Industrial Transformation in Sweden 1978-2002 : Suggestions for an Evolutionary Approach to Regional Economic Change

University dissertation from Lund University

Author: Martin Henning; [2006]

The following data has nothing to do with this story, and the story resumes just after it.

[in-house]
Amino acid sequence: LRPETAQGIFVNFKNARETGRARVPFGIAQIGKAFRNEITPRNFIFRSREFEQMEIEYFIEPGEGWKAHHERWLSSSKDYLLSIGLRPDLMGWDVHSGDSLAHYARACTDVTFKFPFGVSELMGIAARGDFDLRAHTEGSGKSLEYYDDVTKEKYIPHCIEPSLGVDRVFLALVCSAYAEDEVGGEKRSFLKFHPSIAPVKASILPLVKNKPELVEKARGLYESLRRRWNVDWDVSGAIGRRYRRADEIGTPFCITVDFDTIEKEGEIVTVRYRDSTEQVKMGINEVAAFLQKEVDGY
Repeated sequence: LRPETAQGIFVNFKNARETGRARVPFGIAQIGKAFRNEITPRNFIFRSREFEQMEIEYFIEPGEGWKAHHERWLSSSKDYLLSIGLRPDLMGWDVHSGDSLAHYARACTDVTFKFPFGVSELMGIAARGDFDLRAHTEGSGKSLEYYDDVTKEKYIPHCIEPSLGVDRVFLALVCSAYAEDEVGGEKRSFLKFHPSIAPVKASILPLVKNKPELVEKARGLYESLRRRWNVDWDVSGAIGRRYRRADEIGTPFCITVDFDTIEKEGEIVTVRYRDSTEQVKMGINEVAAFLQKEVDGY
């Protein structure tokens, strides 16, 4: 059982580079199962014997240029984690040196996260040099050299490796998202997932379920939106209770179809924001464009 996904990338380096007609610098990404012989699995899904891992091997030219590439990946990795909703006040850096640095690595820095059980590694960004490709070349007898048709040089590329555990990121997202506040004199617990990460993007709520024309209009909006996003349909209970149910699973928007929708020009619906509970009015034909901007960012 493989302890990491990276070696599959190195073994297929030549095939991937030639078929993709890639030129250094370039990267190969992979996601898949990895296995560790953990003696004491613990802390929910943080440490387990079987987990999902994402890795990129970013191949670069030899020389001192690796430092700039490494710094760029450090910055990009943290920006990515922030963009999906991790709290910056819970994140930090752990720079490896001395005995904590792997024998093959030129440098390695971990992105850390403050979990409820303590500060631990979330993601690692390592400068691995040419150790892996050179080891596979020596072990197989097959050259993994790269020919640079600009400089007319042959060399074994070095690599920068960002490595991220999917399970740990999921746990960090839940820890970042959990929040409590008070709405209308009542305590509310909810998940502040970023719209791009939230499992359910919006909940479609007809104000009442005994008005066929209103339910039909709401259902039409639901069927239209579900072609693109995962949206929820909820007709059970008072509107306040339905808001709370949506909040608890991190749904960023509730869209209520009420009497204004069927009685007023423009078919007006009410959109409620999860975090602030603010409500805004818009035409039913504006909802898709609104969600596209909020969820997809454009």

Abstract: Schumpeter, Dahmén, Schön, Freeman, and other evolutionary scholars have shown that economic transformation and technological change are necessary prerequisites for long-term economic growth. However, for the Swedish case the exact sectoral and regional anatomy of the technology shift taking place since 1978 has not yet been disentangled. In this thesis, a disaggregation of the national process is performed. This is made possible through the creation of the DEVIL databases (Databases of Evolutionary Economic Geography in Lund) and a number of unique comparable time series on national and regional level. The analysis show that industries are exposed to very different transformation pressures. The dynamics of the technology shift could be analysed using three broad groups of industries: carriers, induced and followers, and outphasers. There are also regional dimensions to a technology shift and dramatic structural change seems to be accompanied by sigma divergence. Industries where transformation has not been dramatic or not taken place at all are characterised by much more stabile geographical patterns. The way in which regions are able to take part in the technology shift could be specified by their “regional transformation capacity”. In the thesis, suggestions for further research are made based on this theoretical notion. The framework of future studies is related to recent advances within evolutionary economic geography, combining time and space dimensions. Especially, it is argued that different kinds of externalities vary in importance according to different phases of the technology shift process. The implications of such arguments for further studies are far reaching.

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